Trump in May traveled to the state to headline a fundraiser for Blackburn’s campaign, and Vice President Mike Pence is scheduled to do the same later this month. Pence is headed to Chattanooga, where Corker, a wealthy real estate developer, served as mayor before coming to Washington.
Despite the seal of approval from the White House, establishment Republicans that dominate the wealthy donor set in Tennessee have been slow to embrace Blackburn. The Haslam family, led by outgoing Gov. Bill Haslam and his father, businessman Jim Haslam, is a notable exception. Corker, Republican sources say, has gone so far as to discourage some donors in his network from contributing to Blackburn.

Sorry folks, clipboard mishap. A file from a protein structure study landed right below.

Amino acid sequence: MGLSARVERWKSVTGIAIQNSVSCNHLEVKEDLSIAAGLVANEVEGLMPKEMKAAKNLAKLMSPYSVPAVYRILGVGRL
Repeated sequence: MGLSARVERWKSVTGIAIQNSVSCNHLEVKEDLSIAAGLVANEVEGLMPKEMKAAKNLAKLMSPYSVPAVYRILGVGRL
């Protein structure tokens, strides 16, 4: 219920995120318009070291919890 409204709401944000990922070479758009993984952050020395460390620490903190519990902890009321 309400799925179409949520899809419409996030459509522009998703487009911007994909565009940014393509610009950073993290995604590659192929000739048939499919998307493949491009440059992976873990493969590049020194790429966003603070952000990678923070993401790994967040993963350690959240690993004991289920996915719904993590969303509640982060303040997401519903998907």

“Corker supporters are disappointed that Bob didn’t run,” a GOP insider who urged the senator to run for re-election said. “It puts them in place where they have to make a decision between a Republican loyalty, as it relates to leadership in Washington, and Phil Bredesen, who they were perfectly comfortable with as mayor and governor.”
With so much GOP cash on the sidelines, Republican operatives are grumbling that the national party will be forced to funnel precious resources to Tennessee that could otherwise be invested in prime opportunities to flip seats and pad the party’s slim, 51-49 majority. Tennessee is a solid red state with a robust donor base that is capable of underwriting a competitive Senate race.
Some blame Corker, the governor, and Sen. Lamar Alexander, R-Tenn., all with close ties to resistant financiers, for not doing enough to encourage deep-pocketed contributors to open their checkbooks for Blackburn, 66, who was elected to the House in 2002 and represents the decidedly conservative 7th Congressional District, situated just west of Greater Nashville.